Income Support is a means-tested benefit paid to certain groups of people who do not have enough money to live on.
Income Support is a non-contributory benefit. This means that it does not depend on national insurance contributions you have paid. If you get Income Support you will also be entitled to Housing Benefit, and other help, for example, with your council tax, health costs and free school meals. If you have a mortgage, you can get some help towards your interest payments (from April 2016 the waiting period for such help will increase from 13 weeks to 39 weeks for new claims).
If you are over pension age, you will not be able to claim Income Support but can claim Pension Credit instead .
To get Income Support, you must either not be working at all or work less than 16 hours a week. If you have a partner who lives with you, they must work under 24 hours a week. You can qualify for Income Support if you are bringing up a child aged under 5 (or a foster child aged under 16) on your own, or receiving Carer’s Allowance. There are other categories of people who do not have to be available for work and may be able to claim Income Support if their income is very low. You can contact our advice service to find out whether you might be able to claim.
To claim Income Support phone 0800 055 6688 or download a form at: www.gov.uk.
Jobseekers Allowance (JSA)
JSA is a benefit for people who are unemployed but capable of work or who are working less than 16 hours a week. To get JSA you must show that you are looking for work.
JSA is a benefit in two parts. If you have paid enough national insurance contributions in the past, you could qualify for contribution-based JSA. This is paid at a flat rate for the first six months you are unemployed and can be paid even if your partner is working or you have savings .
Income-based JSA can be paid to top up any contribution-based JSA or on its own. It is means-tested and the amount you get will depend on your financial circumstances. If you have a mortgage, you can get some help towards your interest payments (from April 2016 the waiting period for such help will increase from 13 weeks to 39 weeks for new claims).
If you are living with a partner and claiming income-based JSA, your partner must either not be working or working less than 24 hours a week.
You can claim Jobseeker’s Allowance online at: www.gov.uk. You can claim on the phone by calling Jobcentre Plus: 0800 055 6688.
Universal Credit is a new benefit for people of working age which is being introduced in stages across the country. Currently, in some places you may have to claim Universal Credit instead of Jobseeker’s Allowance or Income Support. However, this will depend on your circumstances – different criteria apply in different areas. You can check here whether you meet the current eligibility conditions where you live.
You can claim Universal Credit online at www.gov.uk or contact the Universal Credit helpline on 0345 600 0723 if you need help making your claim.
Working Tax Credit
If you are single and work at least 16 hours a week, you may be entitled to Working Tax Credit. If you have a partner, you must work at least 24 hours a week between you (with some exceptions).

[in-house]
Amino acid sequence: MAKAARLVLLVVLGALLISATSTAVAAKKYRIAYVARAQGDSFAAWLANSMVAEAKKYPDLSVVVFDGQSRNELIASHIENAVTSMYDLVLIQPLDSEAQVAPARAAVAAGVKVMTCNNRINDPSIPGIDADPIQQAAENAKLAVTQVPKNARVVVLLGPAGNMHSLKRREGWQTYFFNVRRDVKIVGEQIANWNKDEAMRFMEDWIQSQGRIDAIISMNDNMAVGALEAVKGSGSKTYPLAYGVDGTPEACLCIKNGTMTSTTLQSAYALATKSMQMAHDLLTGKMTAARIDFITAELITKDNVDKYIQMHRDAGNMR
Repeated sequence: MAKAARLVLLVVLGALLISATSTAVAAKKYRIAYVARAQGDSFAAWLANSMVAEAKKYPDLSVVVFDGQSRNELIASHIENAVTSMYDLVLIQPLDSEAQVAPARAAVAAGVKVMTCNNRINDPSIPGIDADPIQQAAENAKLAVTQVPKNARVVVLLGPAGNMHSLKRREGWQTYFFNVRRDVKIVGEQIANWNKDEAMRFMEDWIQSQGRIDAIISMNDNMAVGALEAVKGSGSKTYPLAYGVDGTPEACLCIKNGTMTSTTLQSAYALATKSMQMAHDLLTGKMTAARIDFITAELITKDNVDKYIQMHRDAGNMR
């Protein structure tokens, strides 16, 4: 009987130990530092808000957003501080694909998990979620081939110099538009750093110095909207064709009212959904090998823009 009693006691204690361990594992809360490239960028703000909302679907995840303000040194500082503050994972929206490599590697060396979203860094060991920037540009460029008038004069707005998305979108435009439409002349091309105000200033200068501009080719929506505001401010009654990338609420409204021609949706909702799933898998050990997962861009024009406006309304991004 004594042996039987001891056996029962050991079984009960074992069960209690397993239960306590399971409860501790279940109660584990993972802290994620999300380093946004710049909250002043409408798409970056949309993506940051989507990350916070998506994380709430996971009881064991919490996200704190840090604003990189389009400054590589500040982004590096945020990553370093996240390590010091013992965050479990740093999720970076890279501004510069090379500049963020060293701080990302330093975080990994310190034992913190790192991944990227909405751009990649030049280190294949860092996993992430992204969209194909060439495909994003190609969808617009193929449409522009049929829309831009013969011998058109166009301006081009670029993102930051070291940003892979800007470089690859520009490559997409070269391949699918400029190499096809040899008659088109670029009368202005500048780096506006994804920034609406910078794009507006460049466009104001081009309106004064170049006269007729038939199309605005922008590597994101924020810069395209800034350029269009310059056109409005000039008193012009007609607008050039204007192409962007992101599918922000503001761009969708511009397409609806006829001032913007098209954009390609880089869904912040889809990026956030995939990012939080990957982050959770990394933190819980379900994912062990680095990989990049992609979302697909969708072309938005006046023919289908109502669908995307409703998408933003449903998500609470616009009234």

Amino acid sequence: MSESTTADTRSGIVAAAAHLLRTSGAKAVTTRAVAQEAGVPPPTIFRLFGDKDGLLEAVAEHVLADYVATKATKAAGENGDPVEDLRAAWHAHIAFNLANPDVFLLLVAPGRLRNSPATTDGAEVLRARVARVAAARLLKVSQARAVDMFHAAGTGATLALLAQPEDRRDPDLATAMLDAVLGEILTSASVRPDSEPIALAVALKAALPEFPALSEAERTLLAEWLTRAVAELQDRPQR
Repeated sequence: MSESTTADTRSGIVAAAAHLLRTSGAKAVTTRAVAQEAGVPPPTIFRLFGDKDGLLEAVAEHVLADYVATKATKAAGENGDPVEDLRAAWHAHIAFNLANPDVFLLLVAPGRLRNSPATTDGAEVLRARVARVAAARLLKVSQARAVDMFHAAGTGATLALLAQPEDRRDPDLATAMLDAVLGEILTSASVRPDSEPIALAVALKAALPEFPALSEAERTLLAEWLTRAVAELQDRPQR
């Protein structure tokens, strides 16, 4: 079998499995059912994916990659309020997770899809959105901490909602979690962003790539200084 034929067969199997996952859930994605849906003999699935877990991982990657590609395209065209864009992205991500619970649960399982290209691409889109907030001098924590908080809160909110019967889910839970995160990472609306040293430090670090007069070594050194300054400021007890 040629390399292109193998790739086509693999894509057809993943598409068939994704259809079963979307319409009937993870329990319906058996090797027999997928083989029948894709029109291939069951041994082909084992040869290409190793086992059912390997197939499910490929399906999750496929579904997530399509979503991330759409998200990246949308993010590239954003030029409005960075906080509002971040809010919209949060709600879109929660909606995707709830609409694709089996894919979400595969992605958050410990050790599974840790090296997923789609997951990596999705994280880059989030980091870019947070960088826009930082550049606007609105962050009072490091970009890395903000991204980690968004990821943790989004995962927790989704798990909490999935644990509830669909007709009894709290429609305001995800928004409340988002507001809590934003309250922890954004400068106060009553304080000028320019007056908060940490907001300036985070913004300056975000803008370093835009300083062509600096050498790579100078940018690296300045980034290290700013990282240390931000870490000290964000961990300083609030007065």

Entitlement to Working Tax Credit depends on your circumstances and how much money you have coming in. Self-employed people as well as people who are employees can apply. Working Tax Credit can include extra amounts for disabled workers and people who work more than 30 hours a week. It can also help towards childcare costs, for example for a registered childminder, after school club or nursery.
If you are a foster carer, you can be treated as self-employed and you may be able to get Working Tax Credit. Your foster allowance will not be treated as income unless it is above certain limits. Some foster carers can choose whether to claim Income Support, Jobseeker’s Allowance or Working Tax Credit. Contact our advice service if you think this might apply to you.
You can check whether you qualify for Working Tax Credit here.
You can order a claim form online here or by calling the Tax Credits helpline on 0345 300 3900.
This benefit helps people on a low income to pay their rent. You may be able to get Housing Benefit even if you are working. The amount of help you get depends on your income and savings and your family circumstances.
Housing Benefit will be worked out differently once you’ve reached the age at which you qualify for Pension Credit so you may become entitled to Housing Benefit even if you weren’t before.
Housing Benefit is a local authority benefit which means you need to contact your local council for a claim form.
Private sector tenants
If you have a private landlord, your Housing Benefit will normally be based on the Local Housing Allowance. The Local Housing Allowance is based on rent prices for the area you live in and limits the maximum amount of help you can get. The amount you get also depends on the number of rooms the Housing Benefit rules say are needed for your household. This may not be the same as the number of rooms you are actually living in.
If you’re thinking of moving into private rented accommodation, you can ask the local authority’s Housing Benefit office to tell you which Local Housing Allowance figure will be used to calculate your Housing Benefit or you can check here.
Council and housing association tenants
If you are of working age, your Housing Benefit may be cut if your home is considered to be big for you. This is known as ‘the bedroom tax’.